How to Apply For an American General Annuity Loan
- Step 1 – Decide how much you want to borrow from your annuity and how you would like to repay it.
- Step 2 – Fill out and submit AIG’s “Policy Loan Application”
- Step 3 – If your application is approved, you will receive your funds.
Founded in 1919, American International Group (AIG) is an insurance company based in New York City with offices in over 80 countries and jurisdictions. The company’s three main offerings are: life and retirement, general insurance, and tech (via a separate subsidiary). Some of AIG’s retirement offerings are through its various subsidiaries, including: American General Life Insurance Company (“AGL”), The United States Life Insurance Company in the City of New York, and The Variable Annuity Life Insurance Company (“VALIC”).
AIG Loan Overview
AIG’s “Policy Loan Application” is a fairly straightforward application consisting of four pages. In addition to providing basic personal information, the applicant must also decide how much he/she would like to borrow and how it will be repaid (e.g., monthly, quarterly, or semi-annually).
Important things to know:
Income Tax Withholding
With respect to tax withholding, the application states that if the applicant does not make a choice (or if is required by law), applicable taxes will be withheld according to federal and state requirements.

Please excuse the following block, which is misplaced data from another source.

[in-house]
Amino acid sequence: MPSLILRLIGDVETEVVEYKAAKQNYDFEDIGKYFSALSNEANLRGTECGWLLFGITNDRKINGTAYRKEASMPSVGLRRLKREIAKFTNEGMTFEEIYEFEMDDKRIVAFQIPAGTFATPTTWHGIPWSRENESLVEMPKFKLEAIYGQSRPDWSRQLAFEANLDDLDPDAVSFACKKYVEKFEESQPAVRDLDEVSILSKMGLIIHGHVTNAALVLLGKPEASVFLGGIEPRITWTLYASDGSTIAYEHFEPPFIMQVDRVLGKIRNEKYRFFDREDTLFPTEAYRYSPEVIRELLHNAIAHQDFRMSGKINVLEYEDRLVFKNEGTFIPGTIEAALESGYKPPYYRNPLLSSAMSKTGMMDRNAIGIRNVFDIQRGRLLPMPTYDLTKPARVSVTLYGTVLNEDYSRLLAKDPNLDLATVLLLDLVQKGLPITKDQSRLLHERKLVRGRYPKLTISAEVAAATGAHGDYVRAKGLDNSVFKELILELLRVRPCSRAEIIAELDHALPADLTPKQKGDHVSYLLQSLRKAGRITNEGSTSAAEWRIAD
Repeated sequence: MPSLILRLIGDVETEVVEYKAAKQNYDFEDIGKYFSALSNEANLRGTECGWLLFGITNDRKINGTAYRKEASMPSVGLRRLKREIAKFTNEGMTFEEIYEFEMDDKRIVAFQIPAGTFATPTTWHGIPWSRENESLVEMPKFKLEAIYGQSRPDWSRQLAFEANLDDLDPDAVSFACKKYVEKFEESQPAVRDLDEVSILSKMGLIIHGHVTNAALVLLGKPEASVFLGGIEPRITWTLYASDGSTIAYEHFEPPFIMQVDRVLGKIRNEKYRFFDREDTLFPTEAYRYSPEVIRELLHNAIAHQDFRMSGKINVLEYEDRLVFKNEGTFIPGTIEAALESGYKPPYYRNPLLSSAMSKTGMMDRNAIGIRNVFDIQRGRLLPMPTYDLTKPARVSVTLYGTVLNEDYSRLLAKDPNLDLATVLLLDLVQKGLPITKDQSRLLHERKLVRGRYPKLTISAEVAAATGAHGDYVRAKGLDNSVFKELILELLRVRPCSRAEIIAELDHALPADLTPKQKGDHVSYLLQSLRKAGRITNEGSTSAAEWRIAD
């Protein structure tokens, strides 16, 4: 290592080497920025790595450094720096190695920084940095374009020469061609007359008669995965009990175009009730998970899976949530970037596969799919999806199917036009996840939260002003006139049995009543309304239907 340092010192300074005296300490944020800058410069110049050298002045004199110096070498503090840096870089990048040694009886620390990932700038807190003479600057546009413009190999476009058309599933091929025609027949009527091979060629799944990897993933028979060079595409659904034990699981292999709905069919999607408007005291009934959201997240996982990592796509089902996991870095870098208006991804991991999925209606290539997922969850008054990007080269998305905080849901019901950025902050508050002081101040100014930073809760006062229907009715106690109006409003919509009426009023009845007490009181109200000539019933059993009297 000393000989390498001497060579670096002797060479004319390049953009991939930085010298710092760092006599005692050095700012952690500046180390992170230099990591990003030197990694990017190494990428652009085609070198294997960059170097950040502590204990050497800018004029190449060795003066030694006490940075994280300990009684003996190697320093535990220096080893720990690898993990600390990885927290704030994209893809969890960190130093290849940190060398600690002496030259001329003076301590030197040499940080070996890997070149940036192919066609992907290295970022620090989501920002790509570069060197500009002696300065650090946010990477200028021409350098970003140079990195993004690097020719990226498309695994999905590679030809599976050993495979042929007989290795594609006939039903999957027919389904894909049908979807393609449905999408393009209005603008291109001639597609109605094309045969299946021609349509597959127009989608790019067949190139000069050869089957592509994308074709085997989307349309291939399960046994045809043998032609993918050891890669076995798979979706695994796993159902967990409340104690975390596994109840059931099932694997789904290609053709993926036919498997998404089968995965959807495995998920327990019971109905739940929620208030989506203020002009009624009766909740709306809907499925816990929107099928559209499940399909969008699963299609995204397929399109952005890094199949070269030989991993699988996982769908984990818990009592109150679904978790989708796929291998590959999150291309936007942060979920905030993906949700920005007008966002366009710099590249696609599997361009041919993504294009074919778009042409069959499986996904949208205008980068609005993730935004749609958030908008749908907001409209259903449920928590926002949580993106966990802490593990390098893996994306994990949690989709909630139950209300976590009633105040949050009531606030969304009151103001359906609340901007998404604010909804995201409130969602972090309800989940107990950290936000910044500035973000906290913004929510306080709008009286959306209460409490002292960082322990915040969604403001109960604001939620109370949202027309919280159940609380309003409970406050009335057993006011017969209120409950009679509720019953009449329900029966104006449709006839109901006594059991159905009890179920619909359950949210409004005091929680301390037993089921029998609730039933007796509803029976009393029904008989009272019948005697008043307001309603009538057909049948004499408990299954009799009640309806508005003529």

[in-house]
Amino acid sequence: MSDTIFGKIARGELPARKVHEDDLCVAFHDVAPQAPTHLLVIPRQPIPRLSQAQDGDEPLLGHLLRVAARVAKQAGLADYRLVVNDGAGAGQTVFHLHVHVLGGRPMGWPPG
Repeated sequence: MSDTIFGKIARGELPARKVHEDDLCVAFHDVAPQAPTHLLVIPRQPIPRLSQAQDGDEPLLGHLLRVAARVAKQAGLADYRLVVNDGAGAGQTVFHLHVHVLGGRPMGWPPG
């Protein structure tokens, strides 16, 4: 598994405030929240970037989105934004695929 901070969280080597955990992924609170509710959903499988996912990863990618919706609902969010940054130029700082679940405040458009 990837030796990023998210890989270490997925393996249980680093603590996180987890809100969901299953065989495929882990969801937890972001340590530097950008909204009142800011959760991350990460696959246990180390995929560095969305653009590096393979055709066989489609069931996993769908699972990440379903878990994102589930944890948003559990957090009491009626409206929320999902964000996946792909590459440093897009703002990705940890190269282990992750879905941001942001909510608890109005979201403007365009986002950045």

In this section of the application, the applicant can elect to 1) not have federal income tax withheld from the distribution check, 2) authorize the company withhold the full taxable portion of the distribution check, or 3) specify the amount to be withheld from the distribution check. In the event the estimated tax payments do not cover the amount of tax owed from the loan distribution, there may be penalties under the estimated tax payment rules.
The same withholding options are available with respect to state income tax. However, some state laws require additional documentation before the applicant is allowed to choose not to have state income tax withheld or designate the amount to be withheld. To be safe, the applicant should research his/her applicable state laws or consult a tax professional.
Signature and Date
In the signature portion of the application, the borrower certifies that the loan is not hindered by any previous agreement, legal obligations, or court/administrative orders. Examples of such hindrances are bankruptcy and divorce proceedings. If the borrower violates any of these certifications and the company would not have issued the loan if those facts were known, then the loan and any interest will have to be immediately repaid to the company. Also, if the company is implicated in any lawsuit connected to a violation of these certifications, then the borrower will indemnify and be obligated to defend the company in those proceedings.
Also, the company states it will provide the borrower and IRS with an informational tax form after the end of the calendar year. Further, there is a notice that if the borrower is taking this loan before he/she is 59 1/2 , then there may be an additional IRS penalty.